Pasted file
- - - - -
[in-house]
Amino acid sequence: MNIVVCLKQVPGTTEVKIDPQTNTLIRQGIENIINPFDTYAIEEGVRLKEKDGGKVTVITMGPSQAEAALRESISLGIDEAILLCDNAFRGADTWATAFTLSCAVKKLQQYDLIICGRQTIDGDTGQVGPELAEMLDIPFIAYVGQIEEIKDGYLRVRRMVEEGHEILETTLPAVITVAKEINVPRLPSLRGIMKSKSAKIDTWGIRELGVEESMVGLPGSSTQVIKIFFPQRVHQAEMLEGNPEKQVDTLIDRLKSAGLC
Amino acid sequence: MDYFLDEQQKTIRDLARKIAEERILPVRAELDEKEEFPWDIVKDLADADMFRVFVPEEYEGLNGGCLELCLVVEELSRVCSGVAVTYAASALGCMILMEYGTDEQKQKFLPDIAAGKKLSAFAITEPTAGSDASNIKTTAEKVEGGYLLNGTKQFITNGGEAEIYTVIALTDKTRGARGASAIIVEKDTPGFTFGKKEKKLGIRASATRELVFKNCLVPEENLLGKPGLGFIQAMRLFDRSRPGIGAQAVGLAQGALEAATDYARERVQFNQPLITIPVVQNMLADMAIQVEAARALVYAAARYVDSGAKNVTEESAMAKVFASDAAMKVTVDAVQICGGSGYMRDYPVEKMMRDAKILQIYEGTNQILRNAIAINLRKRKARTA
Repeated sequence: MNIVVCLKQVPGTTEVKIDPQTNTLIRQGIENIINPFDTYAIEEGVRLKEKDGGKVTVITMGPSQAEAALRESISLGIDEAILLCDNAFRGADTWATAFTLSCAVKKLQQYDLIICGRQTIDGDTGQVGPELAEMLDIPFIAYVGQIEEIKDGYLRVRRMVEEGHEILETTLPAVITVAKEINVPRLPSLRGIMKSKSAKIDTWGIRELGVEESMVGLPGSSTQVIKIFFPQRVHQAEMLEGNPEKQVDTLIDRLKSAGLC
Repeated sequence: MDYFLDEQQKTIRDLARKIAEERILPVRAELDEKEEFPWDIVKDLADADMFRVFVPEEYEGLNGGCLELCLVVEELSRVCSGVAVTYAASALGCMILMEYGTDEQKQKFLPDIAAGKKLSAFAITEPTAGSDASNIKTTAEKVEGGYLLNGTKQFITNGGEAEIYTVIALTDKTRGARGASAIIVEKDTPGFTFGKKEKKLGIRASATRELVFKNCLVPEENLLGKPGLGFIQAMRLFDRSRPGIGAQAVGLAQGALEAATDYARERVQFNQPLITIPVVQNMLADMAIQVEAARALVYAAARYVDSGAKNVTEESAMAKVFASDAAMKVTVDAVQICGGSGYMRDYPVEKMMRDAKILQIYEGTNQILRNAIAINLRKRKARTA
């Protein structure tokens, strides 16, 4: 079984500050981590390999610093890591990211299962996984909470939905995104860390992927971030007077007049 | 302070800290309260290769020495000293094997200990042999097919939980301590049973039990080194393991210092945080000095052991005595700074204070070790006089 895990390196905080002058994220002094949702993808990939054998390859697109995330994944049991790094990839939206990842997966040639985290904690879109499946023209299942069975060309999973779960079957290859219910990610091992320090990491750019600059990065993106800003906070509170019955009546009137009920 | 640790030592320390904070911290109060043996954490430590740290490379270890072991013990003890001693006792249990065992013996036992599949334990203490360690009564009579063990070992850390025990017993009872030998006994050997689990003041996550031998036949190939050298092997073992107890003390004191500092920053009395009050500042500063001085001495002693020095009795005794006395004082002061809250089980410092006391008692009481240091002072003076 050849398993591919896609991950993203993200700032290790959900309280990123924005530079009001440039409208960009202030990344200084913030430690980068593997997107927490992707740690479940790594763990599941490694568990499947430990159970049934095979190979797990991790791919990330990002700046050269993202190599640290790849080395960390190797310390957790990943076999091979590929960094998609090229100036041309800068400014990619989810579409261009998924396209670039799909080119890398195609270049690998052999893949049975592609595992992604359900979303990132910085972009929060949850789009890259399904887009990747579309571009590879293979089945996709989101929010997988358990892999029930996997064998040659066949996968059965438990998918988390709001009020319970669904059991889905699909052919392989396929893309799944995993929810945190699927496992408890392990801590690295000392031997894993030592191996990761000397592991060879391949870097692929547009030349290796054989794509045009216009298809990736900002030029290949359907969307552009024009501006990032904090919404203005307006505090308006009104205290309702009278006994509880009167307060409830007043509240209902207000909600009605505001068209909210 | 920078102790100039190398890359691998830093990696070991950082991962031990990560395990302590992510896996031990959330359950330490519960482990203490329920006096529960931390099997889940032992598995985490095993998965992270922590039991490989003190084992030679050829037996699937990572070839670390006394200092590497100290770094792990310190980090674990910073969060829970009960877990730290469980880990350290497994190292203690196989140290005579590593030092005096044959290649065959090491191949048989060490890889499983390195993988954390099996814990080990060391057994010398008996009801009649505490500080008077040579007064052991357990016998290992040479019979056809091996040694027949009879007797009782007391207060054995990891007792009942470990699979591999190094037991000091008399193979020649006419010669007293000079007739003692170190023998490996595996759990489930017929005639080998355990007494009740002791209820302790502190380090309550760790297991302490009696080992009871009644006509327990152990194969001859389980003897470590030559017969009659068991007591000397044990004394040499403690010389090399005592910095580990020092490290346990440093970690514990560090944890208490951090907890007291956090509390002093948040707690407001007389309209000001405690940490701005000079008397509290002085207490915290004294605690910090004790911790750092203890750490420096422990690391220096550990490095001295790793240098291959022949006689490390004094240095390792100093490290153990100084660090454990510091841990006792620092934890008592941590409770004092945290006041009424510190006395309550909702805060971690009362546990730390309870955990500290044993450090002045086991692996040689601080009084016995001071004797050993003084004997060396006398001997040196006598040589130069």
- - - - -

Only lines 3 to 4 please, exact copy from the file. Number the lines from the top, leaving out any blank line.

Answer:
Amino acid sequence: MDYFLDEQQKTIRDLARKIAEERILPVRAELDEKEEFPWDIVKDLADADMFRVFVPEEYEGLNGGCLELCLVVEELSRVCSGVAVTYAASALGCMILMEYGTDEQKQKFLPDIAAGKKLSAFAITEPTAGSDASNIKTTAEKVEGGYLLNGTKQFITNGGEAEIYTVIALTDKTRGARGASAIIVEKDTPGFTFGKKEKKLGIRASATRELVFKNCLVPEENLLGKPGLGFIQAMRLFDRSRPGIGAQAVGLAQGALEAATDYARERVQFNQPLITIPVVQNMLADMAIQVEAARALVYAAARYVDSGAKNVTEESAMAKVFASDAAMKVTVDAVQICGGSGYMRDYPVEKMMRDAKILQIYEGTNQILRNAIAINLRKRKARTA
Repeated sequence: MNIVVCLKQVPGTTEVKIDPQTNTLIRQGIENIINPFDTYAIEEGVRLKEKDGGKVTVITMGPSQAEAALRESISLGIDEAILLCDNAFRGADTWATAFTLSCAVKKLQQYDLIICGRQTIDGDTGQVGPELAEMLDIPFIAYVGQIEEIKDGYLRVRRMVEEGHEILETTLPAVITVAKEINVPRLPSLRGIMKSKSAKIDTWGIRELGVEESMVGLPGSSTQVIKIFFPQRVHQAEMLEGNPEKQVDTLIDRLKSAGLC